Reed agrees, saying that chemically colored hair has been treated in a way that changes the hair’s tone, which can be washed away by frequent shampoo sessions. For these reasons, Anderson says that shampooing once or twice a week is plenty and recommends the ACV Hair Rinse ($37) from his line as a shampoo replacement for days that you still may want to “wash,” just sans suds. It’s great for removing product build-up on the scalp, too, which is a concern that Caspara encourages everyone to keep in mind.
How to tell if you're over (or under) washing
To determine whether you've hit your Goldilocks number of weekly washes (aka gotten it "just right"), pay attention to how your hair is reacting. Scalp inflammation, dryness, and flaking as well as dull-looking strands are all signs of overwashing; while thinning, dandruff, and itching are signs you need to shampoo more often.
Since balance is key here, there are a few routine tweaks you can make if you need to cut down on weekly washes... which start with, quite literally, cutting down on weekly washes. According to Reed, shampooing every day can strip the hair's natural oils, which triggers the scalp's sebaceous glands to produce oil, making your hair look greasier more quickly. He explains that when you reduce your washes, your hair won't need to produce as much oil, and it will give the glands a chance to rebalance themselves. Another thing to quit: touching your hair, especially your scalp, as that can lead to excess oil production, too.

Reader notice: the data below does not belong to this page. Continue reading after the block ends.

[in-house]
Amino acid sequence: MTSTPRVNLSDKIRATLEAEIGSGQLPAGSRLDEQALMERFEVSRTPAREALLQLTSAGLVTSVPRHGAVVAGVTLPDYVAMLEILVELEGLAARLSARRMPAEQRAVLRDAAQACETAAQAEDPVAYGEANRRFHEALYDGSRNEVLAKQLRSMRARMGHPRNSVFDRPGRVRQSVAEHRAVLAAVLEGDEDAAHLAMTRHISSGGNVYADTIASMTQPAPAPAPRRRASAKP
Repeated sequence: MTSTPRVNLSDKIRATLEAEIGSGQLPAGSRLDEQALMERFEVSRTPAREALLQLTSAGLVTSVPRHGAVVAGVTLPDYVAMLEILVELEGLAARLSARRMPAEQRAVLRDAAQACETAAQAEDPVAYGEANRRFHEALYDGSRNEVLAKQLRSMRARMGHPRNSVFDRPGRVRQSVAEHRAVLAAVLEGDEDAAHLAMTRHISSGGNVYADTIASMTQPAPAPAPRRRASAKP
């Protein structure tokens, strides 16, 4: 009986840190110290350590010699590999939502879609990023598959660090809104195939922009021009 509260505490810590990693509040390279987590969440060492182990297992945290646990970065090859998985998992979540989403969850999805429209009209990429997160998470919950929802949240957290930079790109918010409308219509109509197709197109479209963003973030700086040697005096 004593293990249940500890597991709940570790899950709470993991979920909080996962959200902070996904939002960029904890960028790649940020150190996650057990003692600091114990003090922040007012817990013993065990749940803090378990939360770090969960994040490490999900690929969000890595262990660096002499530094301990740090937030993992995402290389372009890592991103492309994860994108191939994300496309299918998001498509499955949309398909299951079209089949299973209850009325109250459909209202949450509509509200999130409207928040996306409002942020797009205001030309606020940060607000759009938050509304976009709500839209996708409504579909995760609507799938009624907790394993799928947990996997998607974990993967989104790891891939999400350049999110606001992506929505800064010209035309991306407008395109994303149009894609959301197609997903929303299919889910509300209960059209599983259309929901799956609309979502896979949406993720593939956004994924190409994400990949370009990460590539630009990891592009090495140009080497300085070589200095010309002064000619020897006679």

All's to say: when it comes to how often you should shampoo, do what's right for you. Follow the guidelines above and take cues from your scalp and strands—when they tell you they need a wash (or not!), you're going to want to listen.